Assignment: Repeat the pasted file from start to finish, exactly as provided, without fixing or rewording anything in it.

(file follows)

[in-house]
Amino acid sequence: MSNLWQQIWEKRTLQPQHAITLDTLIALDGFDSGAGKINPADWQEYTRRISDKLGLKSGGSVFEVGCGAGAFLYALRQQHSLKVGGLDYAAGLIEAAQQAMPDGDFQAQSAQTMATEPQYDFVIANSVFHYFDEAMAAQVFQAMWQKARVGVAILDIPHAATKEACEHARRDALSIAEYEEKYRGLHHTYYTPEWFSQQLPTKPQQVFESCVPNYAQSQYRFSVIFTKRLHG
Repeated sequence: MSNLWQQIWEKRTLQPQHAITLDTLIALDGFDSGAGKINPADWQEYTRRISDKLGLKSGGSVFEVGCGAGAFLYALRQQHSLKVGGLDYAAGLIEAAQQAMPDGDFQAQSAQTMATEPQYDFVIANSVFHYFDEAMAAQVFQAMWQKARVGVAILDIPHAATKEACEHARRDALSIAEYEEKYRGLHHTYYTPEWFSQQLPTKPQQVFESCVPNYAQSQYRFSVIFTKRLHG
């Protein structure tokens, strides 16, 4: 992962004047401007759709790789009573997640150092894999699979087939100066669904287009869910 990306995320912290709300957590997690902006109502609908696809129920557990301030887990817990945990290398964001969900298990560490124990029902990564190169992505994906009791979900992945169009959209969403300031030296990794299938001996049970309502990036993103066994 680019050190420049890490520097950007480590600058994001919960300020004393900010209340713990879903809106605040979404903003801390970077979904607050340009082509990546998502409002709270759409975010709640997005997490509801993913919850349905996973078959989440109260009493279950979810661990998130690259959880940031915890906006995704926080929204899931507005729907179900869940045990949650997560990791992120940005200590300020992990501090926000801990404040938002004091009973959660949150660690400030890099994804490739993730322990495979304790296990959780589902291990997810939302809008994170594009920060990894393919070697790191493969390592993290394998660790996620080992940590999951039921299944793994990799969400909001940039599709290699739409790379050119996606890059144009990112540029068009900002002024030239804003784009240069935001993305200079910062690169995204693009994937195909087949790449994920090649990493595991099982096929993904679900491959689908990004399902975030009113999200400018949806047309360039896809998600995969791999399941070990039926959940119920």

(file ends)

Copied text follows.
[in-house]
Amino acid sequence: MSNLWQQIWEKRTLQPQHAITLDTLIALDGFDSGAGKINPADWQEYTRRISDKLGLKSGGSVFEVGCGAGAFLYALRQQHSLKVGGLDYAAGLIEAAQQAMPDGDFQAQSAQTMATEPQYDFVIANSVFHYFDEAMAAQVFQAMWQKARVGVAILDIPHAATKEACEHARRDALSIAEYEEKYRGLHHTYYTPEWFSQQLPTKPQQVFESCVPNYAQSQYRFSVIFTKRLHG
Repeated sequence: MSNLWQQIWEKRTLQPQHAITLDTLIALDGFDSGAGKINPADWQEYTRRISDKLGLKSGGSVFEVGCGAGAFLYALRQQHSLKVGGLDYAAGLIEAAQQAMPDGDFQAQSAQTMATEPQYDFVIANSVFHYFDEAMAAQVFQAMWQKARVGVAILDIPHAATKEACEHARRDALSIAEYEEKYRGLHHTYYTPEWFSQQLPTKPQQVFESCVPNYAQSQYRFSVIFTKRLHG
């Protein structure tokens, strides 16, 4: 992962004047401007759709790789009573997640150092894999699979087939100066669904287009869910 990306995320912290709300957590997690902006109502609908696809129920557990301030887990817990945990290398964001969900298990560490124990029902990564190169992505994906009791979900992945169009959209969403300031030296990794299938001996049970309502990036993103066994 680019050190420049890490520097950007480590600058994001919960300020004393900010209340713990879903809106605040979404903003801390970077979904607050340009082509990546998502409002709270759409975010709640997005997490509801993913919850349905996973078959989440109260009493279950979810661990998130690259959880940031915890906006995704926080929204899931507005729907179900869940045990949650997560990791992120940005200590300020992990501090926000801990404040938002004091009973959660949150660690400030890099994804490739993730322990495979304790296990959780589902291990997810939302809008994170594009920060990894393919070697790191493969390592993290394998660790996620080992940590999951039921299944793994990799969400909001940039599709290699739409790379050119996606890059144009990112540029068009900002002024030239804003784009240069935001993305200079910062690169995204693009994937195909087949790449994920090649990493595991099982096929993904679900491959689908990004399902975030009113999200400018949806047309360039896809998600995969791999399941070990039926959940119920």